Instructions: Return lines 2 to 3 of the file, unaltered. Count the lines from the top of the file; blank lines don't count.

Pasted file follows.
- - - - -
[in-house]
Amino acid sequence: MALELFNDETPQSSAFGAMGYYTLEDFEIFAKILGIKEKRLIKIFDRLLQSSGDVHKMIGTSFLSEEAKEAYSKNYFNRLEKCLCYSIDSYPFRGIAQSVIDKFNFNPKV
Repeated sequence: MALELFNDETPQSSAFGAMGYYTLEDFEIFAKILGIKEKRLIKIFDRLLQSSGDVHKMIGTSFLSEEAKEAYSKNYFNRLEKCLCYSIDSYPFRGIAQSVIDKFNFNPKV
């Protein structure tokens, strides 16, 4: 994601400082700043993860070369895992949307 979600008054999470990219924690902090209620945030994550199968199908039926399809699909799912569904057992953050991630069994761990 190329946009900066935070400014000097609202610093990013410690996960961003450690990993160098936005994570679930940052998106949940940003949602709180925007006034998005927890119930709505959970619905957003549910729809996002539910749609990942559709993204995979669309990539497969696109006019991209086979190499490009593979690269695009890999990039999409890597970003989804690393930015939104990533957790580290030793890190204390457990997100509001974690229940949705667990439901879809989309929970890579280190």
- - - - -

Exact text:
Amino acid sequence: MALELFNDETPQSSAFGAMGYYTLEDFEIFAKILGIKEKRLIKIFDRLLQSSGDVHKMIGTSFLSEEAKEAYSKNYFNRLEKCLCYSIDSYPFRGIAQSVIDKFNFNPKV
Repeated sequence: MALELFNDETPQSSAFGAMGYYTLEDFEIFAKILGIKEKRLIKIFDRLLQSSGDVHKMIGTSFLSEEAKEAYSKNYFNRLEKCLCYSIDSYPFRGIAQSVIDKFNFNPKV